Google Cloud wants to grow in Europe, so it’s bolstering its security features

Google Cloud wants to grow in Europe, so it’s bolstering its security features

Google is going all-in on its strategy of courting European businesses to its Cloud platform, with the company announcing some key new features and partnerships at an event in London. 

The Google Cloud Next UK event is the largest event dedicated to the company’s cloud computing service in Europe, and the firm knew that it was the most important event in the calendar to bolster its standing in the European market. That’s why it rolled out a whole slew of new security-focused features, partnering with third-parties to ensure that Google Cloud offered exactly what European customers are looking for. 

The first big new feature announced in London is External Key Manager, which allows companies to store and manage encryption keys outside of Google Cloud. This new service is an alternative to the company’s existing key management system, Cloud KMS, with businesses given the option of managing their encryption keys either on-premise or on one of five third-party services - Equinix, Fortanix, Ionic, Thales, and Unbound.

Google’s opening up of its key management system is seen as a big win for companies, as it gives them complete control over their security keys. It means that businesses can now encrypt their data in BigQuery and Compute Engine with the encryption keys stored externally outside of Google Cloud - even on-premise. This is especially important for those companies that want to switch to the public cloud, but have been prevented to do so due to regulations and compliance issues that have forced them to keep keys on-premise.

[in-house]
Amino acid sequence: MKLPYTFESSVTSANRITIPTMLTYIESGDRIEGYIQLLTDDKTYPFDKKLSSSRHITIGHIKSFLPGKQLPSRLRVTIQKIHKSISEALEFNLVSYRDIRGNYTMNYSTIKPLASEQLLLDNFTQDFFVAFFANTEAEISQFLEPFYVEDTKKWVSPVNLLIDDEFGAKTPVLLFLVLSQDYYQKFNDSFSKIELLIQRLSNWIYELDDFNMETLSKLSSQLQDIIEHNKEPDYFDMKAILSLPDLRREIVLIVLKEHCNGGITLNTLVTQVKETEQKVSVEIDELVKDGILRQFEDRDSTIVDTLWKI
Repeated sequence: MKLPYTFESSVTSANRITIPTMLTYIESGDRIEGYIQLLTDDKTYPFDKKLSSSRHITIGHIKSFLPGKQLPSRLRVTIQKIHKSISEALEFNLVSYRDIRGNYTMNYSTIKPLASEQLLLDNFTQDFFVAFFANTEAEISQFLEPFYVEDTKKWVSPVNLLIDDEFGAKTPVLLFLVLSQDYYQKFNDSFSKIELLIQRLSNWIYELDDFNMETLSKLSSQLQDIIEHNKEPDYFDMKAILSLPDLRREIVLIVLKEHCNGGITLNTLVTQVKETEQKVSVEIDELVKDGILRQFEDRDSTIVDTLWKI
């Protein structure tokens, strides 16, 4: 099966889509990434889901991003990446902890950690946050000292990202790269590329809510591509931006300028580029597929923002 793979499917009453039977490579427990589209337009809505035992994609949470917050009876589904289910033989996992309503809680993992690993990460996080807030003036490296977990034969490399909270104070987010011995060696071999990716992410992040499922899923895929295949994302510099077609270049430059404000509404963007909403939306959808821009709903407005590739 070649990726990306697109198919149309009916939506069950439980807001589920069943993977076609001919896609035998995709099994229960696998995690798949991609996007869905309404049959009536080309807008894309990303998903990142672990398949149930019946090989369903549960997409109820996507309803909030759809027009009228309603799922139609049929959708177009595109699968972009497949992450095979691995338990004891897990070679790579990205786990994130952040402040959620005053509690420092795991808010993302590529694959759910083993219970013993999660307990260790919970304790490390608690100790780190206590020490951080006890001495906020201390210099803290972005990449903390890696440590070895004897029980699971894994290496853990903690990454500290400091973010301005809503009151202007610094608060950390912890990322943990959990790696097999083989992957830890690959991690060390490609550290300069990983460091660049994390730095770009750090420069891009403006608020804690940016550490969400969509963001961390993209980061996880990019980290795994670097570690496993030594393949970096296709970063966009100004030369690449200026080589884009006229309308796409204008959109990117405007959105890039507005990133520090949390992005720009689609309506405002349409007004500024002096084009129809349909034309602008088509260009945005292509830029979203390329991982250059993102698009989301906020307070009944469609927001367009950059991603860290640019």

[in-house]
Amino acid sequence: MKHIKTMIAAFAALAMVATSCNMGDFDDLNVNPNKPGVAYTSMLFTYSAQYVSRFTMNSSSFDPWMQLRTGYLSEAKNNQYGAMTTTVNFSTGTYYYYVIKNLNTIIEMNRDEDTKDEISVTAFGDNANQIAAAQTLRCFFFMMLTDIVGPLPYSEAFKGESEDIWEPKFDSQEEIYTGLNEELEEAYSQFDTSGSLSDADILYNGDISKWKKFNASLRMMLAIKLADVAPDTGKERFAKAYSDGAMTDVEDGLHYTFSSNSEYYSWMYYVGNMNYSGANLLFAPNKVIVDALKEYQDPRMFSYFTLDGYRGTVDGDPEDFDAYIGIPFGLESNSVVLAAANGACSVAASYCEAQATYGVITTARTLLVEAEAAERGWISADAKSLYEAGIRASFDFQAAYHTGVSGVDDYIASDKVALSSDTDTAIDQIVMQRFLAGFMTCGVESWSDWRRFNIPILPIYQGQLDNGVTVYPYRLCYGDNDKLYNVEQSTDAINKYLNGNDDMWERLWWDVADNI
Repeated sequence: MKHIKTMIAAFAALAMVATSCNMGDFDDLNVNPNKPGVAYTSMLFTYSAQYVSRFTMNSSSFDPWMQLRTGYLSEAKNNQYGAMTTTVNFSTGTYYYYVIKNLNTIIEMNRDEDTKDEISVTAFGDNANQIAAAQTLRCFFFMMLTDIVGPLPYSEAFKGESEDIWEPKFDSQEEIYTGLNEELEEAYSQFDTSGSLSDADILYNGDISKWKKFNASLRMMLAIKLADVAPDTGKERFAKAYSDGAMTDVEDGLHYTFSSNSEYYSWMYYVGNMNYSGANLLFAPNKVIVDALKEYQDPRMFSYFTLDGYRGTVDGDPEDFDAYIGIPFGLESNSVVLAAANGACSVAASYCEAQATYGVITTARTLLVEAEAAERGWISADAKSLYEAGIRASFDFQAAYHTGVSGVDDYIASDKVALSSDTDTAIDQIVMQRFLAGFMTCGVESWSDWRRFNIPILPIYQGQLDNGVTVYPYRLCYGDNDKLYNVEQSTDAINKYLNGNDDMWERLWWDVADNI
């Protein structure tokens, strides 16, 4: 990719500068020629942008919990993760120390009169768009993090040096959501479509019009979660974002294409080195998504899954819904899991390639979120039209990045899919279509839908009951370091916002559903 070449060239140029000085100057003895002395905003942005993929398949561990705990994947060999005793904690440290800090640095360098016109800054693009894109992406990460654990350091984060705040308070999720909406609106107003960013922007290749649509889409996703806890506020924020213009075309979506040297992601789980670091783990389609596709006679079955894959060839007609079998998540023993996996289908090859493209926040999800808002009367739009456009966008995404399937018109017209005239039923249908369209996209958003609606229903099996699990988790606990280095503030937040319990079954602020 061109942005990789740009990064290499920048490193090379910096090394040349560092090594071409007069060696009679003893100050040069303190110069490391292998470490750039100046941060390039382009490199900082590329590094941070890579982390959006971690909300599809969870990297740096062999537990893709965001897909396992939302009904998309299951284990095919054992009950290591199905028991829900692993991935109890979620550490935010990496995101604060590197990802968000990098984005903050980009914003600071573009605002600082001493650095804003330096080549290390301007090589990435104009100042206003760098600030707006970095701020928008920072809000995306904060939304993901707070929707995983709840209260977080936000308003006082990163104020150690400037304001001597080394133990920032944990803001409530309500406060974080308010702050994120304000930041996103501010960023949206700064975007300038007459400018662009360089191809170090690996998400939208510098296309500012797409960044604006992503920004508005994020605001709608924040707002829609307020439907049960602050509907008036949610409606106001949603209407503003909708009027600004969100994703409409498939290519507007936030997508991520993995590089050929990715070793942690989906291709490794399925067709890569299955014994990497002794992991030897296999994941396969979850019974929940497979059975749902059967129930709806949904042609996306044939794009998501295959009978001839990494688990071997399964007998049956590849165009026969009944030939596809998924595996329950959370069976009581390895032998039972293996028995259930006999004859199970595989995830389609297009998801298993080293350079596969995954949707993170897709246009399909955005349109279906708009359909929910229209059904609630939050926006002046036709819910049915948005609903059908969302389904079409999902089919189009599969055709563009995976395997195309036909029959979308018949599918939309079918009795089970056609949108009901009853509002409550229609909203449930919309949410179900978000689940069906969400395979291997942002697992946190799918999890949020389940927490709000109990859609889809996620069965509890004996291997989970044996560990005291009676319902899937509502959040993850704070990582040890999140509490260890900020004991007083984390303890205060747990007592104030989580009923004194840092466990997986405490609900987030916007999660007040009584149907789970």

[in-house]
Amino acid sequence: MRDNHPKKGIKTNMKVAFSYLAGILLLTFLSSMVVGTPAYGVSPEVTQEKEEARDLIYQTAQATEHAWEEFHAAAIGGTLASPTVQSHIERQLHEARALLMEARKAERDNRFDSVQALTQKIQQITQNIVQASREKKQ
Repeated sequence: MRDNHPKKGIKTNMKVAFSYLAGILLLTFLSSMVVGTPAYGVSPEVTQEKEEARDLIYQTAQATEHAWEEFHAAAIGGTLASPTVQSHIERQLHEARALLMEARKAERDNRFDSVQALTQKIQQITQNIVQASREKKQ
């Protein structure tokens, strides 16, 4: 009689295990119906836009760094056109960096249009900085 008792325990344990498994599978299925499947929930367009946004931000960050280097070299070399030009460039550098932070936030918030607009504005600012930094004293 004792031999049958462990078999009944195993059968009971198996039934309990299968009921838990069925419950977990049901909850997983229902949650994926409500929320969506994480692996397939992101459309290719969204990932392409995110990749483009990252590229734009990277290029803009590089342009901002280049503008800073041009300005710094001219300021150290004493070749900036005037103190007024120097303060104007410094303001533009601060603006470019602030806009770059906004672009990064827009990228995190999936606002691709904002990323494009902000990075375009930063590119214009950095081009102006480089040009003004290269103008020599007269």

To complement the launch of External Key Manager, the company also announced Key Access Justification. This feature is pretty self explanatory, but because the keys can now be managed off of Google’s own cloud, it’s 100% warranted. 

Key Access Justification essentially gives users a detailed reason as to why the customer has to provide their security key before decrypting certain bits of data. Google says that this should not only bolster security, as it’ll prompt IT managers to only give the keys with a good enough reason, but it will also give greater transparency on when data is being encrypted and decrypted. 

Both External Key Manager and Key Access Justification are launching soon, although External Key Manager will be in beta, while development of Key Access Justification is a little further behind, launching in alpha.